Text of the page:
The British press has got wedding fever. With the royal wedding less than two weeks away, we are bombarded with everything from a history of royal weddings and wedding dresses to dubious reports of rows between the bride’s mother and her dress designer. The Middleton family cupboard seems to be distressingly bare of any really worthwhile skeletons, the odd black sheep, perhaps, but that is as nothing in comparison with the future in-laws. Nevertheless, there is a television programme that is doing its best by dredging up relations that Catherine Middleton probably never knew she had and that are unlikely to have invitations to the wedding. In the London marathon last weekend, a couple ran in Catherine and William masks which must have been thoroughly uncomfortable on an unseasonably warm day, but the United States of America seems to be a great deal more fascinated by the event than most people are here. I have been getting emails from American friends assuming that we are all running around covering the whole place in bunting and buying up every commemorative item we can find. In fact, the souvenir trade seems to be thriving mainly on its online transatlantic customers.
People here are more blasé about the whole affair. They have seen these events before and most of them have ended badly, plus the William and Kate romance has been old news for nearly a decade. They seem a decent and attractive young couple with their feet firmly enough on the ground to achieve a remarkable level of propriety and normality in the face of very abnormal levels of attention. Even staunch republicans wish them well so far as their marriage is concerned. Their apparent regularity, and, in particular, their perceived approachability encourage the idea that the royal family might successfully evolve into an institution that remains fit for purpose in the 21st century, although the general unpopularity of the Prince of Wales is a hurdle yet to be jumped.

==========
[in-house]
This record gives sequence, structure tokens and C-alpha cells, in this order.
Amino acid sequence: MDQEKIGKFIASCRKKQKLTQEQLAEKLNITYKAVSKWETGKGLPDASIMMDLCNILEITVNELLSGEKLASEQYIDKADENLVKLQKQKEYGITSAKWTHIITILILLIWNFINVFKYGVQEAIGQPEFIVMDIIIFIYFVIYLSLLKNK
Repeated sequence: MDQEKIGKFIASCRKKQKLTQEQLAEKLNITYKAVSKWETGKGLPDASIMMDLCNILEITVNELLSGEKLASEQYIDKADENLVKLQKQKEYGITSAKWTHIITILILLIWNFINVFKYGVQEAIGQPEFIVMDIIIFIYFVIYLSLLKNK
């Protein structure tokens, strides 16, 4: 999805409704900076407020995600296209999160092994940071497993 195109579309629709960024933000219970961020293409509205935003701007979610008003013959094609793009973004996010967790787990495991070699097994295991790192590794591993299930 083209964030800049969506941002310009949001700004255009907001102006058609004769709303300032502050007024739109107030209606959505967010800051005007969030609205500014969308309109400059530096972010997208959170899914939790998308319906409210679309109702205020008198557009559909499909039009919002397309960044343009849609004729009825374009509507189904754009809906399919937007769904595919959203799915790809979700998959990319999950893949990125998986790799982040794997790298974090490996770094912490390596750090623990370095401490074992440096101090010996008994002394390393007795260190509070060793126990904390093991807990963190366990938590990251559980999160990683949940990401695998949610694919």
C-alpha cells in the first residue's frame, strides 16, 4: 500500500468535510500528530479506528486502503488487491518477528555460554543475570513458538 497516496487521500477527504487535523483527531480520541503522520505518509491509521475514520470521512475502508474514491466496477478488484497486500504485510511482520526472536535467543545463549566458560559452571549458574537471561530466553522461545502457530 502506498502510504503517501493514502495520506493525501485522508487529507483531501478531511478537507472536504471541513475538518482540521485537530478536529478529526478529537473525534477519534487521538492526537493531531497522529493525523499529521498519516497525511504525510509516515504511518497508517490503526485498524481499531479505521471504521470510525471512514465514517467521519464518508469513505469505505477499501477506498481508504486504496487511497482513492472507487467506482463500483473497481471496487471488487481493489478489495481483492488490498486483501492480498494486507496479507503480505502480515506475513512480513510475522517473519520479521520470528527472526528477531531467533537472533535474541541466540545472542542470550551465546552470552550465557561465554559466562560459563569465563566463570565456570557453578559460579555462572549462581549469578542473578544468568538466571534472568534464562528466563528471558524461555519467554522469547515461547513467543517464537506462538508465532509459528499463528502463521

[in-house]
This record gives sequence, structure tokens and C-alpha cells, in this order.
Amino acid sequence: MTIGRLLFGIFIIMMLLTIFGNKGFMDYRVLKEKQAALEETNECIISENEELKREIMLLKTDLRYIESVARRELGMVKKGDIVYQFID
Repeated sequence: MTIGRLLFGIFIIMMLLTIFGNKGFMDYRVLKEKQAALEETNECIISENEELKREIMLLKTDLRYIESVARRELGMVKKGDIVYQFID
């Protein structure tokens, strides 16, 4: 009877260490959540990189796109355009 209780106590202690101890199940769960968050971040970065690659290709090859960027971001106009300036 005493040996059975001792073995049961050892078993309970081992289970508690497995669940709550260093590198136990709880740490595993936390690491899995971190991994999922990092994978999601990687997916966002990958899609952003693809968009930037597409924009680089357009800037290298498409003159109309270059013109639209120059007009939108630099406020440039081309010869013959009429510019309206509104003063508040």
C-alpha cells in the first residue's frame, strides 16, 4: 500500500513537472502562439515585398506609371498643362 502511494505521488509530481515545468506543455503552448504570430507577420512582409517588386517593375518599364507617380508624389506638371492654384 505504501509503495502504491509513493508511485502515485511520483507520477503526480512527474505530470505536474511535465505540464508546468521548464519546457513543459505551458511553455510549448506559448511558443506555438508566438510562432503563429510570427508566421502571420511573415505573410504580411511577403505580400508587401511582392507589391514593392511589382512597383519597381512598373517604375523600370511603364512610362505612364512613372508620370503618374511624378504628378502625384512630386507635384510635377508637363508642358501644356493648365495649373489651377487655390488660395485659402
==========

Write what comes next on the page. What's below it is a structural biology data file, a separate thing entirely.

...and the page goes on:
Whether he will allow himself to be passed over in the succession in favour of people-pleasing Prince William or whether indeed the prince will be prepared to step over his father to take up the crown and sceptre remains to be seen. The queen is in her mid-eighties with her diamond jubilee next year but she is fit and well; her son may be an old man before she dies and happy finally not to fill the role for which he has waited his entire life.
If the monarchy, hopefully in a contemporary mould, is to continue to exist, it would be as well for it to jump a generation. Prince Charles will never be forgiven for his treatment of Diana, although, had he been more admired in other respects, the fact that all but her most ardent hagiographers agree she was unbalanced and extremely difficult would have been taken in greater mitigation. Unfortunately, and unlike his first wife, he is a man with little charm and none of the popular touch that allowed her so successfully to style herself the ‘People’s Princess’. His interference in political arenas has continually backfired: the posturing of an over-privileged man with an outdated view of life and without a proper job. His wife, Camilla, the Duchess of Cornwall, is seen as getting on with her allotted role quite successfully; in late middle age it is harder to paint her the scarlet woman, but she cannot be queen and has none of the glamour required to capture the popular imagination in our celebrity-ridden times.